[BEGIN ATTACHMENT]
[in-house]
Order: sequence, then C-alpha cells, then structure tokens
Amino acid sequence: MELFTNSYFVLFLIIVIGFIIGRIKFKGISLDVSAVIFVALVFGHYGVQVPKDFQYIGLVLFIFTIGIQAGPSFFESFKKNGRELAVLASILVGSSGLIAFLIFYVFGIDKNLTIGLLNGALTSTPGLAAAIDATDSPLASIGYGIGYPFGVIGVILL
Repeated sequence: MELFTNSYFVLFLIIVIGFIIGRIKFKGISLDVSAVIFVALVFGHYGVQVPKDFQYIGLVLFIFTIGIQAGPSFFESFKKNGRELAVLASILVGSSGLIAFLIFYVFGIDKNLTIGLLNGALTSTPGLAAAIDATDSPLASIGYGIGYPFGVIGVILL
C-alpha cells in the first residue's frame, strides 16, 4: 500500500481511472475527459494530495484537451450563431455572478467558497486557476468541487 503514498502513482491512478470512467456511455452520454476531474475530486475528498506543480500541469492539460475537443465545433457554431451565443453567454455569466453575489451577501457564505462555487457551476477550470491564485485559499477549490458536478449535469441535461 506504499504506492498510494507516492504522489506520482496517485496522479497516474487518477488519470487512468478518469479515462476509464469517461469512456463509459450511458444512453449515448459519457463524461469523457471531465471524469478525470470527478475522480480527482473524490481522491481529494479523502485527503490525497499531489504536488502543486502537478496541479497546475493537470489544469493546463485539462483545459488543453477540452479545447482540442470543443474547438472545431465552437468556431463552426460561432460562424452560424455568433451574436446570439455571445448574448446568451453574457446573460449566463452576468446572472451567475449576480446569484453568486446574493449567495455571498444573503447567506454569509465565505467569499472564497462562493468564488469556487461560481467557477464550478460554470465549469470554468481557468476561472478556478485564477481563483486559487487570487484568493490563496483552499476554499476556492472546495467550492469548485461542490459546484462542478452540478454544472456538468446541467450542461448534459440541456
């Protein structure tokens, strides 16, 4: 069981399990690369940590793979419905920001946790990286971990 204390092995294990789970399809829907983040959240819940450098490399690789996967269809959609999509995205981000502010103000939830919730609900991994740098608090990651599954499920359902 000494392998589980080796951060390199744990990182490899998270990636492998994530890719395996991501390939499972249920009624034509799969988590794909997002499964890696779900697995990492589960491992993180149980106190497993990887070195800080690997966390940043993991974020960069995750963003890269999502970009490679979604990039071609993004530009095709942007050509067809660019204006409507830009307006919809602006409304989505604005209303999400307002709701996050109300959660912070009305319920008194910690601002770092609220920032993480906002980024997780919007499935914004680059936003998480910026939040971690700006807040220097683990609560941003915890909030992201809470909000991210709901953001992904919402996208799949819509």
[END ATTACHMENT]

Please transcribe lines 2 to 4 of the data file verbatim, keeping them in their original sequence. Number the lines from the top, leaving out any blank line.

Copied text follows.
Order: sequence, then C-alpha cells, then structure tokens
Amino acid sequence: MELFTNSYFVLFLIIVIGFIIGRIKFKGISLDVSAVIFVALVFGHYGVQVPKDFQYIGLVLFIFTIGIQAGPSFFESFKKNGRELAVLASILVGSSGLIAFLIFYVFGIDKNLTIGLLNGALTSTPGLAAAIDATDSPLASIGYGIGYPFGVIGVILL
Repeated sequence: MELFTNSYFVLFLIIVIGFIIGRIKFKGISLDVSAVIFVALVFGHYGVQVPKDFQYIGLVLFIFTIGIQAGPSFFESFKKNGRELAVLASILVGSSGLIAFLIFYVFGIDKNLTIGLLNGALTSTPGLAAAIDATDSPLASIGYGIGYPFGVIGVILL